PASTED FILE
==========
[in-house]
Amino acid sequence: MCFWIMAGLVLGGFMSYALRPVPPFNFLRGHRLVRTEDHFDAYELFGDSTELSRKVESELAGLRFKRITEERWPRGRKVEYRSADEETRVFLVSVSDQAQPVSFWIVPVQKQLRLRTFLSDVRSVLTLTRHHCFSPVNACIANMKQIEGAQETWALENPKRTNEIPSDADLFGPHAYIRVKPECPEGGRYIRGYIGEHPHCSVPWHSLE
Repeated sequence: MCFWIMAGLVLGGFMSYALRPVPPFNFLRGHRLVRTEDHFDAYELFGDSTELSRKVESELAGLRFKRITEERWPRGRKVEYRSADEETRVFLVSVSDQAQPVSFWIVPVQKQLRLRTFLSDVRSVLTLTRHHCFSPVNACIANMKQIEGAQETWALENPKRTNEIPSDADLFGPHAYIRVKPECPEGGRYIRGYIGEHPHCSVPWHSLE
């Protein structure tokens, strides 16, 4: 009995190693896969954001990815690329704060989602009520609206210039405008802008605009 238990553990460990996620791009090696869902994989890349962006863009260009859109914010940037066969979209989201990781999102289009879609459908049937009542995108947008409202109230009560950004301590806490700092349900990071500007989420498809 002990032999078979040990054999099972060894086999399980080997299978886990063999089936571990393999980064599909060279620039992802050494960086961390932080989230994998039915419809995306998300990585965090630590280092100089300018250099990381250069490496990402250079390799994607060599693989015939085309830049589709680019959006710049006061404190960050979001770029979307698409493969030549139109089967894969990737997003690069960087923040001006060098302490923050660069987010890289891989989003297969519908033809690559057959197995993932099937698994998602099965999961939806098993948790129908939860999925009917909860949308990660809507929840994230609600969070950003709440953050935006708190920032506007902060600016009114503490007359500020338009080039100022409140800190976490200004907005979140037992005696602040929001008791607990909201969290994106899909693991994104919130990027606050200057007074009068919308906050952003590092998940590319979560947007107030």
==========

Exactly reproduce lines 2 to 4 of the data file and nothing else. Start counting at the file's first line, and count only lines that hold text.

Amino acid sequence: MCFWIMAGLVLGGFMSYALRPVPPFNFLRGHRLVRTEDHFDAYELFGDSTELSRKVESELAGLRFKRITEERWPRGRKVEYRSADEETRVFLVSVSDQAQPVSFWIVPVQKQLRLRTFLSDVRSVLTLTRHHCFSPVNACIANMKQIEGAQETWALENPKRTNEIPSDADLFGPHAYIRVKPECPEGGRYIRGYIGEHPHCSVPWHSLE
Repeated sequence: MCFWIMAGLVLGGFMSYALRPVPPFNFLRGHRLVRTEDHFDAYELFGDSTELSRKVESELAGLRFKRITEERWPRGRKVEYRSADEETRVFLVSVSDQAQPVSFWIVPVQKQLRLRTFLSDVRSVLTLTRHHCFSPVNACIANMKQIEGAQETWALENPKRTNEIPSDADLFGPHAYIRVKPECPEGGRYIRGYIGEHPHCSVPWHSLE
């Protein structure tokens, strides 16, 4: 009995190693896969954001990815690329704060989602009520609206210039405008802008605009 238990553990460990996620791009090696869902994989890349962006863009260009859109914010940037066969979209989201990781999102289009879609459908049937009542995108947008409202109230009560950004301590806490700092349900990071500007989420498809 002990032999078979040990054999099972060894086999399980080997299978886990063999089936571990393999980064599909060279620039992802050494960086961390932080989230994998039915419809995306998300990585965090630590280092100089300018250099990381250069490496990402250079390799994607060599693989015939085309830049589709680019959006710049006061404190960050979001770029979307698409493969030549139109089967894969990737997003690069960087923040001006060098302490923050660069987010890289891989989003297969519908033809690559057959197995993932099937698994998602099965999961939806098993948790129908939860999925009917909860949308990660809507929840994230609600969070950003709440953050935006708190920032506007902060600016009114503490007359500020338009080039100022409140800190976490200004907005979140037992005696602040929001008791607990909201969290994106899909693991994104919130990027606050200057007074009068919308906050952003590092998940590319979560947007107030």